By Laila Biali
I love creating original music, but there's much joy and growth to be gained in arranging other songwriters' tunes as well. That’s especially the case when the repertoire is considered "classic" and has been covered countless times by different artists. Unlike an original song where you build from scratch (though you may use elements that are "pre-fabricated" as part of your process), with an arrangement the essential raw materials are already in place. Those elements are the pieces that would have copyright protection and could be published officially by registered creators – in songwriting, the lyrics and melody. Consider them the foundation and exterior walls. Even with that structure firmly in place, there is plenty of room for play from instrumentation and register to the overall style, tempo, underlying rhythms and of course the harmony.
With so many options at one’s fingertips, where to begin? There are no “right” or “wrong” approaches, just myriad ways to add your own artistic stamp, ideally without compromising the integrity of the original version. And even then there are varying opinions as to what is “sacred” and should be left untouched vs. what can be shifted. Determine what you believe should be kept and then have a ball experimenting with the textures, colors and shapes you find most compelling.
For me, the lyrics are what have the greatest influence on the initial direction of an arrangement. Take, for example, the jazz standard by Joseph Kosma, “Autumn Leaves.” The English lyrics by Johnny Mercer reads as follows: “The falling leaves drift by my window, the autumn leaves of red and gold.” Just that first phrase – “the falling leaves” – is evocative enough to stir my arranger’s imagination. How could I create a musical atmosphere that would paint a picture of leaves falling and swirling in the listener’s mind, to elucidate lyrics that convey autumn so beautifully? Here’s where the instructional phrase “write what you know” also extends to arranging techniques. I have a robust background in classical piano and have always loved the impressionistic composers. My vision for Autumn Leaves was the perfect opportunity to “paint in watercolour” at the piano; Debussy meets Jazz. Rather than box myself into using traditional “jazz vocabulary” on a traditional jazz song, I invited the sound of impressionist classical music to add something personal and unique, yet still consistent with the message of the song. Similarly, you can and should draw from your own strongest influences and unique vocabulary when arranging. Play to your strengths and let your strengths guide the arranging process.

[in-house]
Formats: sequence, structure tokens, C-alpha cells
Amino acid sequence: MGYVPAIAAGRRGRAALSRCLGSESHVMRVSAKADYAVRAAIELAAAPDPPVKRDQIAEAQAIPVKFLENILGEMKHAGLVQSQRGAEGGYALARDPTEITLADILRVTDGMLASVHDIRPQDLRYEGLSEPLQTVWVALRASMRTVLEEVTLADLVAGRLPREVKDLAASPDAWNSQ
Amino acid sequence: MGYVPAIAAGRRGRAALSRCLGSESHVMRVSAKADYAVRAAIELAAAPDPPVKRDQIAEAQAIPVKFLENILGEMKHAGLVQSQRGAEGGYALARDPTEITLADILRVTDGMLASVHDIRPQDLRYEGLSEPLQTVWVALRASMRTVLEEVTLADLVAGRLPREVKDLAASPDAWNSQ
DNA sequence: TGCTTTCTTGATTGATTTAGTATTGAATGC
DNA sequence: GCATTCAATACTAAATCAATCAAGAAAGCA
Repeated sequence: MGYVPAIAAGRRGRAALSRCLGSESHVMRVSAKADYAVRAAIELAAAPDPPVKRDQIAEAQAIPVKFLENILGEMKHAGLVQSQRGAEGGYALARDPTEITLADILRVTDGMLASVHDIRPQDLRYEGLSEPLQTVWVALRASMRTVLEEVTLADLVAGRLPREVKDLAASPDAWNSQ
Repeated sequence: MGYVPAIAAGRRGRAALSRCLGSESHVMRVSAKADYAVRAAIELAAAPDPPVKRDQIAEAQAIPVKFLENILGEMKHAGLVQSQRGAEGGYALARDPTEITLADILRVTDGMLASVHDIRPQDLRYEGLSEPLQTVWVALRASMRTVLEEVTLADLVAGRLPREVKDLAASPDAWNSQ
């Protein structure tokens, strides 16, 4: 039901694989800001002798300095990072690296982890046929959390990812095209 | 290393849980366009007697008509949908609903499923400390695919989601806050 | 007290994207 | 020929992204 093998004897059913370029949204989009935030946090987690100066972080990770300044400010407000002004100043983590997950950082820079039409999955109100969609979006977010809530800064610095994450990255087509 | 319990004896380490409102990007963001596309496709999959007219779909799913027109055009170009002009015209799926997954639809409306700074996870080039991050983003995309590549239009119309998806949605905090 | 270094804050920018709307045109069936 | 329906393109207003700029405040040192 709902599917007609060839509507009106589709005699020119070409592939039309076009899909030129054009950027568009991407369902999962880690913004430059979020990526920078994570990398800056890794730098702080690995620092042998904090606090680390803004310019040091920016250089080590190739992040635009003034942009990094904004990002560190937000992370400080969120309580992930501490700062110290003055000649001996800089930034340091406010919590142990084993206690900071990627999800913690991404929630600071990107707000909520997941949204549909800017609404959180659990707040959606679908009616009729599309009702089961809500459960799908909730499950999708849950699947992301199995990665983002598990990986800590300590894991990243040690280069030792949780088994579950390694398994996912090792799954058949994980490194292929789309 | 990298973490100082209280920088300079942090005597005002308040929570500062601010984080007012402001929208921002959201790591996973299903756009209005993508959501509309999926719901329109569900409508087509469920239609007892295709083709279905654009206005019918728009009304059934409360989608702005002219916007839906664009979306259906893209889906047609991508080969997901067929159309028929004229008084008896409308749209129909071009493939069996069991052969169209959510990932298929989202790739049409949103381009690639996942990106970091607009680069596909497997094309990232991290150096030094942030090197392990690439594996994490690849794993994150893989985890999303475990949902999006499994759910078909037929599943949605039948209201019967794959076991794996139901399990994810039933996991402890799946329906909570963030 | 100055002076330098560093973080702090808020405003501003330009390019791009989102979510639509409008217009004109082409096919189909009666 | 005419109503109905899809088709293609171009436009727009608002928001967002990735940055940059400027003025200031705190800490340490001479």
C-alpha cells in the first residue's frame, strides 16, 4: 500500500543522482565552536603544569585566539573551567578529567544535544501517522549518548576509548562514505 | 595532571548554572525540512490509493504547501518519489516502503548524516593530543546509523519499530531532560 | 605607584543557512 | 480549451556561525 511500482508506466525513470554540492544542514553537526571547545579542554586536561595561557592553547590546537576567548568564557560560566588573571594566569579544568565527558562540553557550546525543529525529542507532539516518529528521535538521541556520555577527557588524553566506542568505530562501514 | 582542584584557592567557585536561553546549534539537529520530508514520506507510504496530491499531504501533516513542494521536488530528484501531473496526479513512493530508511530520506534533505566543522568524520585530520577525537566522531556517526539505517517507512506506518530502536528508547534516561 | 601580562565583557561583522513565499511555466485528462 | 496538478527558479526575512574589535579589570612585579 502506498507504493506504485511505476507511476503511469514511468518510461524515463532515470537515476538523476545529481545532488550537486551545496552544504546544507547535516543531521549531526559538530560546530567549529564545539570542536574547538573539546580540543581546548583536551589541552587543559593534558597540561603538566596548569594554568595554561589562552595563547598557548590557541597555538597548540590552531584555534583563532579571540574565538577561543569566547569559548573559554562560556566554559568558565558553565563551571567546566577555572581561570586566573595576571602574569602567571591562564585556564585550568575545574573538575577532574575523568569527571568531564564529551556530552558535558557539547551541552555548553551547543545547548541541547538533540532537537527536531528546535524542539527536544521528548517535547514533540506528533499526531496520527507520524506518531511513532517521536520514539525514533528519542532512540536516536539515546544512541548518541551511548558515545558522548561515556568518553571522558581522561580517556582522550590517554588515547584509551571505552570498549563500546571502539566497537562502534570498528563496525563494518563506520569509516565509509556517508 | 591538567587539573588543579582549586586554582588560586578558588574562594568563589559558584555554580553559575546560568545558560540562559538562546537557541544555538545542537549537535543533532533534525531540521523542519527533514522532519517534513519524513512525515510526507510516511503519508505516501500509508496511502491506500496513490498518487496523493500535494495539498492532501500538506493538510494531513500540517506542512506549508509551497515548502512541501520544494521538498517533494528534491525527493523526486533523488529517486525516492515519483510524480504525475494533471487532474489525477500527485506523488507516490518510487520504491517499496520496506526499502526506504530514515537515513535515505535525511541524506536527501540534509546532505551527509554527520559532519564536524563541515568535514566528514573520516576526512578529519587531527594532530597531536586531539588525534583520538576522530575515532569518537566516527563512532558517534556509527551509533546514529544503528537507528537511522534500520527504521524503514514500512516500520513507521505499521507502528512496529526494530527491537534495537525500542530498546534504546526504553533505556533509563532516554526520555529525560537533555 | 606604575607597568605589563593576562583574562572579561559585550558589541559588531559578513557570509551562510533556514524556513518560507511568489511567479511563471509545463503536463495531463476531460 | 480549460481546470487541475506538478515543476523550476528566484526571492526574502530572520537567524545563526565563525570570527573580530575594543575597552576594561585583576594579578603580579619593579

If you find yourself feeling stuck on what to change, consider that arranging a song doesn’t always have to be about adding new and different ideas. Sometimes it’s just as effective to strip things down. One of the most successful moments in our live show is when George Koller and I deliver Hoagy Carmichael and Ned Washington’s ballad The Nearness of You as a duo – just bass and voice. The starkness of the melody against a single bass line allows the ear to fill in what it’s not hearing. There are wonderful implications in all that space, and also plenty of room to bend and stretch both the melody and harmony in ways that wouldn’t be possible with other instruments in the mix.
Whether you play an instrument, sing, or do both, try out a song’s melody in several keys and registers. You’d be surprised how different one key or register can feel from another, even just a semitone away. This alone might prompt a fresh approach. Have fun trying out varying styles and tempos, even those that may feel like a mismatch at first blush. Take a ballad and add some pep; or conversely, transform a burner into something slow and languid. Nothing is precious in the lab of creation and experimentation. Your best ideas will ultimately crystallize and rise above the others, so take your time. But if you’re like me and you need a fixed deadline to propel you forward, try arranging within a limited period of time. For some, the right amount of pressure can act as a catalyst. Regardless, trust the process and have fun with it!
Multi award-winning Canadian singer-songwriter, pianist and CBC Music national radio host, Laila Biali, has headlined festivals and venues spanning five continents from New York City's Carnegie Hall to Beijing's National Centre for the Performing Arts, and supported international icon Sting. While Laila continues to earn high honours in the jazz world, her signature sound transcends genre as she "masterfully mixes jazz and pop, bringing virtuosity and unpredictability to songs that are concise and catchy" (Washington Post). Her latest release, Your Requests (2023), showcases personal arrangements of jazz classics requested by her fans.
She can be reached at firstname.lastname@example.org.